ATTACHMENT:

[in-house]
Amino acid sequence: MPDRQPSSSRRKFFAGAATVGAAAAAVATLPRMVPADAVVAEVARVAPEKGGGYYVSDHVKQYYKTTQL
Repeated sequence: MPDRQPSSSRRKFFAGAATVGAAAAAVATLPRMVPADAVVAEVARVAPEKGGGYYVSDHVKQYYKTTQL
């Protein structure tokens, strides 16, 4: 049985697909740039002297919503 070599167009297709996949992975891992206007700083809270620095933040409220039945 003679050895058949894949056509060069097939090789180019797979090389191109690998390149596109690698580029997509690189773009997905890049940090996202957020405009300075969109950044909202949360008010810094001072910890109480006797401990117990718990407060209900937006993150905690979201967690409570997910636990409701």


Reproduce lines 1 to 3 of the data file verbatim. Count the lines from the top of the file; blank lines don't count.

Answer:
[in-house]
Amino acid sequence: MPDRQPSSSRRKFFAGAATVGAAAAAVATLPRMVPADAVVAEVARVAPEKGGGYYVSDHVKQYYKTTQL
Repeated sequence: MPDRQPSSSRRKFFAGAATVGAAAAAVATLPRMVPADAVVAEVARVAPEKGGGYYVSDHVKQYYKTTQL